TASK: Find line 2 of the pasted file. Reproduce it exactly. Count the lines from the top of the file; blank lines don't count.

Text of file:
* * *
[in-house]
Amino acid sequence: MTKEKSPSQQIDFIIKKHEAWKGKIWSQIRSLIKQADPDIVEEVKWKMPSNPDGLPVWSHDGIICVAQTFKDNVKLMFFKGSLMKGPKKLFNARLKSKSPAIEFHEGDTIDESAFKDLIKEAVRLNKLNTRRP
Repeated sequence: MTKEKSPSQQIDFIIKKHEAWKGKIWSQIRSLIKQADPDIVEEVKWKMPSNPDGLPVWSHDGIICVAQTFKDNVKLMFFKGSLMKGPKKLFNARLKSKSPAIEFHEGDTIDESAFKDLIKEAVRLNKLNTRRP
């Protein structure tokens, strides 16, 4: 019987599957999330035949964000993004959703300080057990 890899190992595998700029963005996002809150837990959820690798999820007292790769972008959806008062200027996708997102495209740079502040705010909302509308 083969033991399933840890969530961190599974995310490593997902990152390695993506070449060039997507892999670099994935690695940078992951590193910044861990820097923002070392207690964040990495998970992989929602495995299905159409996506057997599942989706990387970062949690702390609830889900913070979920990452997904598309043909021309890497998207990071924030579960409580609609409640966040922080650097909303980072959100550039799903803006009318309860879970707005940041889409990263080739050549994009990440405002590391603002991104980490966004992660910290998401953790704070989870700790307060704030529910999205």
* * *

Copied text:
Amino acid sequence: MTKEKSPSQQIDFIIKKHEAWKGKIWSQIRSLIKQADPDIVEEVKWKMPSNPDGLPVWSHDGIICVAQTFKDNVKLMFFKGSLMKGPKKLFNARLKSKSPAIEFHEGDTIDESAFKDLIKEAVRLNKLNTRRP